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WANDJINA . Australian Aborigines traditionally believed that a person's spirit existed before entering the human life-cycle and that it survived after bodily death. Life-spirits were identified as originating in a number of mythological beings, of which those called wandjina were important in central and northern Kimberley, with the mythical snake Ungud and other animal spirits playing less significant parts.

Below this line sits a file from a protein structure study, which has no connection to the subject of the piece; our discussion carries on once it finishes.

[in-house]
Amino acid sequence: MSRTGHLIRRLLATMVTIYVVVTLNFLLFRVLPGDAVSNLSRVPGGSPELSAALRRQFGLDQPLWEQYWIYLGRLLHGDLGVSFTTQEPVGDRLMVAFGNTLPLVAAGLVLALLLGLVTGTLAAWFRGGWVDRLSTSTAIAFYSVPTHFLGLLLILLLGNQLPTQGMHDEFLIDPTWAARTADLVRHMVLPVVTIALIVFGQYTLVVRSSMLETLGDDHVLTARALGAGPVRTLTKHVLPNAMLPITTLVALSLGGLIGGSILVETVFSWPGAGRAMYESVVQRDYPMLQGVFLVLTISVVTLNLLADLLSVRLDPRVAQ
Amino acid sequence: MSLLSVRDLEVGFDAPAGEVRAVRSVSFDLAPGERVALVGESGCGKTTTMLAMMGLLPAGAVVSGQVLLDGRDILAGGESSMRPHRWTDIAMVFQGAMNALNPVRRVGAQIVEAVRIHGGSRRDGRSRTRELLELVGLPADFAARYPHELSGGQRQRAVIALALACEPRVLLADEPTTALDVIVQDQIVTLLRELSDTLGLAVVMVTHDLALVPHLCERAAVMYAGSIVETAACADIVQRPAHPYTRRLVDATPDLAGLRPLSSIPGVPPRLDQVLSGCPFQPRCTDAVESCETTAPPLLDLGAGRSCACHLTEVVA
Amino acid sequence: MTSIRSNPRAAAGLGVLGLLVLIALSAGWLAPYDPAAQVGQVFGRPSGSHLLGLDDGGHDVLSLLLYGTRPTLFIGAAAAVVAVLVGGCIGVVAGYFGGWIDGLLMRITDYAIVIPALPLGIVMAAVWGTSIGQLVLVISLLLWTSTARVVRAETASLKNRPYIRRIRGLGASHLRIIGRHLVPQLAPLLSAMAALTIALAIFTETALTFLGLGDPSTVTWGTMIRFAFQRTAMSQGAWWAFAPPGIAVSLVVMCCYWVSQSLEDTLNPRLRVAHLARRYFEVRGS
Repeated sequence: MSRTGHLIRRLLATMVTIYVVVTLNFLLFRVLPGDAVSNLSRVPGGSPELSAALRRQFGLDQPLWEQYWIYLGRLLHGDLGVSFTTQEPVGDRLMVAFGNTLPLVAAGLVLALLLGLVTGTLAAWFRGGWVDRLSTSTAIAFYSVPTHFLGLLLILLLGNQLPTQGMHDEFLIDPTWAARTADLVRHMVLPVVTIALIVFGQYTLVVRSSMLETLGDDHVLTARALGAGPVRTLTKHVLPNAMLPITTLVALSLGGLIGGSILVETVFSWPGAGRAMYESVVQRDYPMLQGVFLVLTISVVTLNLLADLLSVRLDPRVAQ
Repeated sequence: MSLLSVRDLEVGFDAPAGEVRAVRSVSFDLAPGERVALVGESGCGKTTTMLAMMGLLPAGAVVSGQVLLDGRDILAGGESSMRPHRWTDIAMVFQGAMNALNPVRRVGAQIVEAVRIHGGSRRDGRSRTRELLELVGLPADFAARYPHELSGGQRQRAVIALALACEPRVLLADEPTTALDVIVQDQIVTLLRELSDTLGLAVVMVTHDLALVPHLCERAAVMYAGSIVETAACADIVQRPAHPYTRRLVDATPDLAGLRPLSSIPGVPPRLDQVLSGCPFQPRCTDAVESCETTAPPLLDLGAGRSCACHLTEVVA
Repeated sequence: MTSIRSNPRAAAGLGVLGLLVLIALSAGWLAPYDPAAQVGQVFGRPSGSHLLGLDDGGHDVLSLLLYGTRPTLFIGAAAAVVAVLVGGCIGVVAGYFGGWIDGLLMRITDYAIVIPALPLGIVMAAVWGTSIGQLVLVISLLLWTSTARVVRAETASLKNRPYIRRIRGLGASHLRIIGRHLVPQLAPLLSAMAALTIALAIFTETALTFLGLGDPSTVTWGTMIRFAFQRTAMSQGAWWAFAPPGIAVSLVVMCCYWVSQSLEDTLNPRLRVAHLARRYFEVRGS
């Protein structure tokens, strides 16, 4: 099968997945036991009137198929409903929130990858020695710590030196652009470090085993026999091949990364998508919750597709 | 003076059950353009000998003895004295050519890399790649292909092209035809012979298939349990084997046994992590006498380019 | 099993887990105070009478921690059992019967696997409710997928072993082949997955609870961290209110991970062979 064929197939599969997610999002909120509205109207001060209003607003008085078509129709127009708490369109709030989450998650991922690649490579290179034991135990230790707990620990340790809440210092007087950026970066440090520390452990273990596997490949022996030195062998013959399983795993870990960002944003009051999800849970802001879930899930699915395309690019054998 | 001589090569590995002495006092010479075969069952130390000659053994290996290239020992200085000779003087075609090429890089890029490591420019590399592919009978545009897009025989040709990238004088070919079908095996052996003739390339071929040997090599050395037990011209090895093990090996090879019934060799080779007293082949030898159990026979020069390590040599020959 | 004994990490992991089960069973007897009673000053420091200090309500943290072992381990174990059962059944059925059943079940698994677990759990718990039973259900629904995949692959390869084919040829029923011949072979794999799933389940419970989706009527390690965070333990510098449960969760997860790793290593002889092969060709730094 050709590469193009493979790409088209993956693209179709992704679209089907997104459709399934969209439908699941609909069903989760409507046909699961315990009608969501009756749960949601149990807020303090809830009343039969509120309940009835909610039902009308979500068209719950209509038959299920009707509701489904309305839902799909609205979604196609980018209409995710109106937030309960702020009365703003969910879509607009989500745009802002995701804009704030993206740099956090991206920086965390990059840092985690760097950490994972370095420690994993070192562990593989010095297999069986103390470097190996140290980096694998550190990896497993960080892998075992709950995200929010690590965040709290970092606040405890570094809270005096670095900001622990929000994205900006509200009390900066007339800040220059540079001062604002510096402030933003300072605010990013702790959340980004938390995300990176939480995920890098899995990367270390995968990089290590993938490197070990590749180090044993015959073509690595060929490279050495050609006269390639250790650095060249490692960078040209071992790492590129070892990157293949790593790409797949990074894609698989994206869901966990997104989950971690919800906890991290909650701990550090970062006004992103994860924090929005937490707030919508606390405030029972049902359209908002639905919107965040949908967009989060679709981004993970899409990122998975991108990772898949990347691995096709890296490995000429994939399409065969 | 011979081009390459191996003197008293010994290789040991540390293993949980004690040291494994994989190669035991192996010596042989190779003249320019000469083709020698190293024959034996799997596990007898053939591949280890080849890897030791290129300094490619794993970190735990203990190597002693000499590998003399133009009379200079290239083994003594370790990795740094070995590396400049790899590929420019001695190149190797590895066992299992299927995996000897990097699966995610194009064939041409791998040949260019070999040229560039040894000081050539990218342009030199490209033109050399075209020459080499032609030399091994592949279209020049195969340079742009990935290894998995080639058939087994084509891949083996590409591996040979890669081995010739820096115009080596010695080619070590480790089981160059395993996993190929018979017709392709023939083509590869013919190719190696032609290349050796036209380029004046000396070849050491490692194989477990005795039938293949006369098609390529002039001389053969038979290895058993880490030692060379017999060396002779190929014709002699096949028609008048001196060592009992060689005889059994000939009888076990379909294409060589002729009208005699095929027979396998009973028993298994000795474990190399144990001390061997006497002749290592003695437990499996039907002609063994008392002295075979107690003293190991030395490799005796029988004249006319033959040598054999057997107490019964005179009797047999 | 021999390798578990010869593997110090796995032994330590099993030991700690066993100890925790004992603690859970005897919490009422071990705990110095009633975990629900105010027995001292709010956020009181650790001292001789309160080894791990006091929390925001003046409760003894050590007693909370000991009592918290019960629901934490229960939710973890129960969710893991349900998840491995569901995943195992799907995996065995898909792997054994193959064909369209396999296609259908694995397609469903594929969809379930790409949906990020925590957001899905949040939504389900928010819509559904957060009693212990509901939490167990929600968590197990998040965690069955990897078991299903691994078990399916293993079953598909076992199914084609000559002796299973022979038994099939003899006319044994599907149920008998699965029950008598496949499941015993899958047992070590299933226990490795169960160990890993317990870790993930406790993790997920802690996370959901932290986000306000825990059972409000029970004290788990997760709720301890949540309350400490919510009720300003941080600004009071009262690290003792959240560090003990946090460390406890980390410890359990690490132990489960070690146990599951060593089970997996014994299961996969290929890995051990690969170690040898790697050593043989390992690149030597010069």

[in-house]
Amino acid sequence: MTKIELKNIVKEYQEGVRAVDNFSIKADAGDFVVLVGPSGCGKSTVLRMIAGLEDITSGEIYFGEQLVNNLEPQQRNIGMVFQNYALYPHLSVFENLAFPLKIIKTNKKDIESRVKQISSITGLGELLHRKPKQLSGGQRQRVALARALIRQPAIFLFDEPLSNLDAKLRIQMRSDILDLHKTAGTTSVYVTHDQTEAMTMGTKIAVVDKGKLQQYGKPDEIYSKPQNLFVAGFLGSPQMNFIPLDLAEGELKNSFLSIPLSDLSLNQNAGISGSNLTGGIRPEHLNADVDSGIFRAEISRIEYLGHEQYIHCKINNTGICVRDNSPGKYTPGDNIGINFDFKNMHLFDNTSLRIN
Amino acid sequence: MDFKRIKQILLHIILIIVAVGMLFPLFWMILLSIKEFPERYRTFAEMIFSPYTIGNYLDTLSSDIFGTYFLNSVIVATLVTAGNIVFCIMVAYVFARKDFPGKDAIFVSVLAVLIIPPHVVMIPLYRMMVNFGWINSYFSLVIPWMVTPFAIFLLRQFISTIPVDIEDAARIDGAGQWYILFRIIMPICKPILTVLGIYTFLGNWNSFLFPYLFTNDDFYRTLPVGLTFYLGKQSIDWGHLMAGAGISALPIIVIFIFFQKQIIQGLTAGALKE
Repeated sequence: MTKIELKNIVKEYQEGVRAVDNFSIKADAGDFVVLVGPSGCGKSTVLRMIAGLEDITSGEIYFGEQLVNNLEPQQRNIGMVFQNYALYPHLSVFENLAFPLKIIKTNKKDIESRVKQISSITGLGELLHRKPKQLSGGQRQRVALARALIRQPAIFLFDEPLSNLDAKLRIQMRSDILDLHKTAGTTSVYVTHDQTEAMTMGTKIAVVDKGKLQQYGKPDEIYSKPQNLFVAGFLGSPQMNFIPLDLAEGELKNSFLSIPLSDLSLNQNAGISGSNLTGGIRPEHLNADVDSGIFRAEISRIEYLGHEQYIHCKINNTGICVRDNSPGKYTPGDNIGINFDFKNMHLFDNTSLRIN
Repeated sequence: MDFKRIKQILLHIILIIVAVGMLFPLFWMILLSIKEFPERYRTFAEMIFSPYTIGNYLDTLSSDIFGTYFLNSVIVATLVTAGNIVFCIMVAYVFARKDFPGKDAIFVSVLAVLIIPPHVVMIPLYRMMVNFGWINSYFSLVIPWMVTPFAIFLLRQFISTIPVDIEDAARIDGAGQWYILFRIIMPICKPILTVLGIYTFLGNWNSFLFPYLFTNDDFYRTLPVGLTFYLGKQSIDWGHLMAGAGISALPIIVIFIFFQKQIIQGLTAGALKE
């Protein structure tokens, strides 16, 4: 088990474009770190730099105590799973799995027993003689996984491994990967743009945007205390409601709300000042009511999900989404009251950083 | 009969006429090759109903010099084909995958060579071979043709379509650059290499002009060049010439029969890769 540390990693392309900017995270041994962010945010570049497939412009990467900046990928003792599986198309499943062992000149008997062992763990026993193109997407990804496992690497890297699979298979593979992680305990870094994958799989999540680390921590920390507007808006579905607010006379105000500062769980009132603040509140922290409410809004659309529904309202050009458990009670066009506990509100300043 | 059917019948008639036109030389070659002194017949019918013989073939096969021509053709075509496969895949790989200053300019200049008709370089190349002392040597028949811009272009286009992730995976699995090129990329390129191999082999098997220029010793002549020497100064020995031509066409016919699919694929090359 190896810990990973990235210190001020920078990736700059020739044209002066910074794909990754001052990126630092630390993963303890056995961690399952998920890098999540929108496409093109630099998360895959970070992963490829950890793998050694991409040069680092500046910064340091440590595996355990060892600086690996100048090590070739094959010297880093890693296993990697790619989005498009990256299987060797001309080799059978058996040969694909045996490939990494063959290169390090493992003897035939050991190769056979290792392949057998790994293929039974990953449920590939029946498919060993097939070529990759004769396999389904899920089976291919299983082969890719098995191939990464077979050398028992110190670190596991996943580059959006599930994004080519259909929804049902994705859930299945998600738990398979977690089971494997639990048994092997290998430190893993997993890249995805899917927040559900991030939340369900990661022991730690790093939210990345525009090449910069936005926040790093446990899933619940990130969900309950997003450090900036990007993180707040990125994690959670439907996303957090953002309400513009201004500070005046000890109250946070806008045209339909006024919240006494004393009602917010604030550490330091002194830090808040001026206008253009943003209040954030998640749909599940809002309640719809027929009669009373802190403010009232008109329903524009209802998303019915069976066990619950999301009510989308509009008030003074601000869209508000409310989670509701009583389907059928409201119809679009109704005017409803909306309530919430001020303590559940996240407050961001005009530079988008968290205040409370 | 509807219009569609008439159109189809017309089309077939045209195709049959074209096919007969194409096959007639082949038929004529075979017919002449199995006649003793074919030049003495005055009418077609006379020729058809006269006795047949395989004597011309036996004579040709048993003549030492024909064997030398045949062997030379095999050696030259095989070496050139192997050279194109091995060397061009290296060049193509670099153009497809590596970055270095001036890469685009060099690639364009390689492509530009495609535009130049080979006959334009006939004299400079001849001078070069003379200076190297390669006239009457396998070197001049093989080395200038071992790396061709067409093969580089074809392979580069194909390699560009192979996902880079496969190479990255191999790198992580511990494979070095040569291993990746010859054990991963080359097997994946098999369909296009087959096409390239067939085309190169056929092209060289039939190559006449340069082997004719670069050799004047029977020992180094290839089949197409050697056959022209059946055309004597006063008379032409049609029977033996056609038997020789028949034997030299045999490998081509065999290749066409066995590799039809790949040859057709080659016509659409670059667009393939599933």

Identification of a person's life-spirit, or conception totem, was revealed to his or her father or to another senior male of the group during a dream. Dream communication with the mythological beings played a significant role in Aboriginal religion, for although the events of the creation period, or lalai, were generally known, the present state of the beings was of ongoing significance, and that could be revealed only through the dreaming process. The father-to-be was entitled to identify the origin of a life-spirit, but in other circumstances, a specialist, or banman ("dreamer"), could communicate with the mythological beings. Life-spirits of wandjina origin came from the clouds, (that is, the sky) to live in water. They entered the mother-to-be either directly or through food gotten from water: for example, fish. In his dream, the father would see the spirit and identify its place of origin, from which he could deduce the mythological being who then became the conception totem. One Aboriginal man summarized the sequence of events as follows: "Our fathers found us in the form of fish or turtles, but the Wandjina is our real father. He put us in the water from the sky. We came from heaven through the water by dreams." The life-spirit is regarded as a reincarnated wandjina, and a person whose spirit is so derived will speak in a way that indicates continuity of the (mythological) past and the present.